The seven Environmental Operating Principles, or the Corps’ green ethics, are being incorporated into all Corps business lines to achieve a sustainable environment.

Restoring Ecosystems
The Corps works to restore degraded ecosystem structure, function and dynamic processes to a more natural condition:
Through large-scale ecosystem restoration projects,  such as the Everglades, the Louisiana Coastal Area, the Missouri River, and the Great Lakes
By employing system-wide watershed approaches to problem solving and management for smaller ecosystem restoration projects
Constructing Sustainable Facilities
The Corps designs and builds sustainable communities and facilities for the Department of Defense by:
Incorporating sustainable design criteria into military construction and training lands projects
Developing techniques to divert military construction waste from landfills through recycling and finding reuse opportunities
Minimizing the use of hazardous materials
Establishing the Center for the Advancement of Sustainability Innovations, a one-stop shop for sustainable planning and design expertise.
Regulating Waterways and Managing Natural Resources
The Corps regulates work in the nation’s wetlands and waters, with a goal of protecting the aquatic environment while allowing responsible development. The regulatory program works to ensure no net loss of wetlands while issuing about 90,000 permits a year.

With nearly 12 million acres of land and water to manage, the Corps is:
Responsible for the well-being of 53 special status species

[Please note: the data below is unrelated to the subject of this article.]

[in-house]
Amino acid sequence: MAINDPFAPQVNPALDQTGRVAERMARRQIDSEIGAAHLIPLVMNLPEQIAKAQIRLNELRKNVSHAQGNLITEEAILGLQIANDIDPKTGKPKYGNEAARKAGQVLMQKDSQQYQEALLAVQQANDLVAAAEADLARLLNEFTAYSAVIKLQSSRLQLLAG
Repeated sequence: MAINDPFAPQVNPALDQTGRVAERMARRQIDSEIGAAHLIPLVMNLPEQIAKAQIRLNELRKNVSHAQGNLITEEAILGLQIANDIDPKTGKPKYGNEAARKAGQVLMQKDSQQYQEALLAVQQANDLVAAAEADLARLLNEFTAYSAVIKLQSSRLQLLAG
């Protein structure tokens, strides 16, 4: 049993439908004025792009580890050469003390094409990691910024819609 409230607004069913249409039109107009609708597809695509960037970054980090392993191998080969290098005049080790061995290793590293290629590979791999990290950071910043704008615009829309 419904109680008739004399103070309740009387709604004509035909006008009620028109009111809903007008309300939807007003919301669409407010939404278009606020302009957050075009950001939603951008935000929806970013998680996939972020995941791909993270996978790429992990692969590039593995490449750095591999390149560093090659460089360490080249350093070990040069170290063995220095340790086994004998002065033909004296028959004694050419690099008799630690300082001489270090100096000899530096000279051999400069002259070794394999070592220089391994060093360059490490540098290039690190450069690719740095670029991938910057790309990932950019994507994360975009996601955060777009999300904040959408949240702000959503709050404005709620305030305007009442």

Using Environmental Management Systems to integrate the Environmental Operating Principles into Corps operations to achieve waste reduction, recycling and energy efficiency goals
Restoring environmental health to aquatic resources
Cleanup and Protection Activities
Corps environmental cleanup programs focus on reducing risk and protecting human health and the environment in a timely and cost-effective manner. The Corps manages, designs and executes a full range of cleanup and protection activities, such as:
Cleaning up sites contaminated with hazardous, toxic or radioactive waste or ordnance through the Formerly Used Defense Sites program
Cleaning up low-level radioactive waste from the nation’s early atomic weapons program through the Formerly Utilized Sites Remedial Action Program
Supporting the U.S. Environmental Protection Agency by cleaning up Superfund sites and working with its Brownfields and Urban Waters programs
Supporting the Army through the Base Realignment and Closure Act program
Ensuring that facilities comply with federal, state and local environmental laws
Conserving cultural and natural resources
Bottom Line
The Corps’ goal for its environmental mission is to restore ecosystem structure and processes, manage our land, resources and construction activities in a sustainable manner, and support cleanup and protection activities efficiently and effectively, all while leaving the smallest footprint behind. Produced by Mary Cochran. Also available in high definition.
  • For more than 40 years, the U.S. Army Corps of Engineers has been working hard to be good stewards of the environment.  Utilizing geothermal, wind and solar power, the Corps' helping the Army to achieve sustainability goals.  USACE Deputy Commanding General, MG Todd Semonite, talks about the importance of 'going green' to the Army and the Nation.